A casino dealer collects chips at a roulette table inside a casino in Manila, March 27, 2015. Reuters

A money-laundering case extending from Bangladesh to the U.S. Federal Reserve to a bank and casinos in the Philippines prompted the bank's president to indicate he would sue persons who allege the lender knowingly allowed the illegal transfers.

"I condemn as malicious and actionable insinuations that the top management of the bank knew of and tolerated alleged money laundering activities in one branch," Rizal Commercial Banking Corp. (RCBC) President Lorenzo Tan said in a statement. "My track record is unblemished," he said, citing his positions as head of Philippine and Asian bankers associations.

In a separate statement, the bank made a point of mentioning its key foreign shareholders.

"RCBC and its principal shareholders — the Yuchengco family, Cathay Life, the largest life insurance company in Taiwan, and IFC, the investment arm of the World Bank — are fully committed to comply with all banking laws and regulations, in particular those on money laundering."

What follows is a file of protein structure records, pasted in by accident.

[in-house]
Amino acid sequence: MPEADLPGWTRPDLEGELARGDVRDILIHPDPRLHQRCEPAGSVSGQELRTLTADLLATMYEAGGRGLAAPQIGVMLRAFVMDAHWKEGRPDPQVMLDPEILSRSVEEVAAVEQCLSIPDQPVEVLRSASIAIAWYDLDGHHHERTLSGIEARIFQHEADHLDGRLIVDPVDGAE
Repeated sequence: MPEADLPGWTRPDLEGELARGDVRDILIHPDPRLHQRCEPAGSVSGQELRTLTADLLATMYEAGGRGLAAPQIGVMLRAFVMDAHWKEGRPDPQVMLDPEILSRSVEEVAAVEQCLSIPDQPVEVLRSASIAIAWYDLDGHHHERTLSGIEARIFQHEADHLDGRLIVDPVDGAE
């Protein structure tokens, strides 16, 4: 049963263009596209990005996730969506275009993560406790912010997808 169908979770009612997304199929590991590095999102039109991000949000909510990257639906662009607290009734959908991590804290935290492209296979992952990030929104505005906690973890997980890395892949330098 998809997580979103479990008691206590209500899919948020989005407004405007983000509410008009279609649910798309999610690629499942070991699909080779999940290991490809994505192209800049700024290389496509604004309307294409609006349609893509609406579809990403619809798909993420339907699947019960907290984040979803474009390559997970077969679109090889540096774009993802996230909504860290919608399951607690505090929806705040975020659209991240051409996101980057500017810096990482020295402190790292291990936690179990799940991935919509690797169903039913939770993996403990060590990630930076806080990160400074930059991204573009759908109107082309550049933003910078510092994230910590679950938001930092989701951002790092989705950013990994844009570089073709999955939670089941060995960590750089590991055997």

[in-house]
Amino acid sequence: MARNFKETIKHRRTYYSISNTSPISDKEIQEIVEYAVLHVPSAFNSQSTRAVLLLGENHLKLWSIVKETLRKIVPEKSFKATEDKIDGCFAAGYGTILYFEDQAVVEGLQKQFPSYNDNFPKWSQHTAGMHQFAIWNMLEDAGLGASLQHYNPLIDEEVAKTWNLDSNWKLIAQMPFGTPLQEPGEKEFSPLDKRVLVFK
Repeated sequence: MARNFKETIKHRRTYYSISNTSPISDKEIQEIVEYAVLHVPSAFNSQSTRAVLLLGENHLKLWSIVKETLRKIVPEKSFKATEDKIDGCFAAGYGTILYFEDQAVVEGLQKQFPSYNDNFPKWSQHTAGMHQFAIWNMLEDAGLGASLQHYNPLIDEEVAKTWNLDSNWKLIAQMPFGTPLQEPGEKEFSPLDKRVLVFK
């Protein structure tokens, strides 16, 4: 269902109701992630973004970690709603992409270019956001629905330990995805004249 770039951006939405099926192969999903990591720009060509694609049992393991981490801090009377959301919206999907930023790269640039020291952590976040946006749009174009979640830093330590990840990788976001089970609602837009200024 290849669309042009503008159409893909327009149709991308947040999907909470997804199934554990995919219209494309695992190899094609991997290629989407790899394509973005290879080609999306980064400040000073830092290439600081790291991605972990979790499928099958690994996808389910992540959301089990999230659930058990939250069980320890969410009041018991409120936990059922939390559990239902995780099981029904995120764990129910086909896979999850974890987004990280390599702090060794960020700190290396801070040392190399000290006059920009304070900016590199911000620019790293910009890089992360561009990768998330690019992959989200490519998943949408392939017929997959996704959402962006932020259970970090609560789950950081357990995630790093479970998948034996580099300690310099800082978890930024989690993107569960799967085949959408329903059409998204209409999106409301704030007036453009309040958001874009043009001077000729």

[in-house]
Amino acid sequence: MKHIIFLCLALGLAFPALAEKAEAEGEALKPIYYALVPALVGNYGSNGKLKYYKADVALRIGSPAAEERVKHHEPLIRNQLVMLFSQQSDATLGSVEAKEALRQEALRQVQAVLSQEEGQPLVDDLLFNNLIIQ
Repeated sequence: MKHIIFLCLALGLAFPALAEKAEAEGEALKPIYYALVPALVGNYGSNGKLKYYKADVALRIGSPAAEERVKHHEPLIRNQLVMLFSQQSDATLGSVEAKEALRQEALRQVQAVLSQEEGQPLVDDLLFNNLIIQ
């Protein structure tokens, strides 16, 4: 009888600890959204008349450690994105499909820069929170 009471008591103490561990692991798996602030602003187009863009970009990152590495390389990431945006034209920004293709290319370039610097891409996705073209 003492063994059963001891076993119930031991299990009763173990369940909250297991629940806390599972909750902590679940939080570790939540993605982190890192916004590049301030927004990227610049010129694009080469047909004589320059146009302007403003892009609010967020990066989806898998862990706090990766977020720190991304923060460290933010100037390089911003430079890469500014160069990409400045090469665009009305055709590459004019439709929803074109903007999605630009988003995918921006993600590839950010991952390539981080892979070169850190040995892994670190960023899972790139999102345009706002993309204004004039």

Tan and the bank said they were investigating the matter and would cooperate with authorities.

Bangladesh says hackers used its SWIFT codes — codes banks use to transfer funds between themselves — to get the Fed to send $100 million of the country's money to an RCBC branch in Manila, while the Fed says the remittance instructions all checked out. According to Bangladesh, the Fed should have checked with the Asian country's central bank and it is now considering legal action against the U.S. central bank to try get the amount back, Bloomberg reported.

The money was deposited in the RCBC account of a businessman engaged in flying high networth individuals to gamble in the Philippines, and then used to buy gambling chips or cover losses, according to The Philippine Daily Inquirer. The Philippines opened up gambling in recent years — over the objections of the powerful Catholic Church — and then reportedly benefitted when Chinese President Xi Jinping's crackdown on corruption forced inveterate gamblers to go farther than Macau.

The Inquirer on Wednesday reported sources as saying that central bank Governor Amando Tetangco said Tan hadn't been transparent with him. Tetangco didn't reply to a text message seeking confirmation.

Bloomberg said local officials blamed a lobby that excluded casinos from coverage of the country's 2012 anti-money laundering law and are concerned the Paris-based Financial Action Task Force will impose sanctions on the country over the incident. There is no allegation of wrongdoing against the casinos.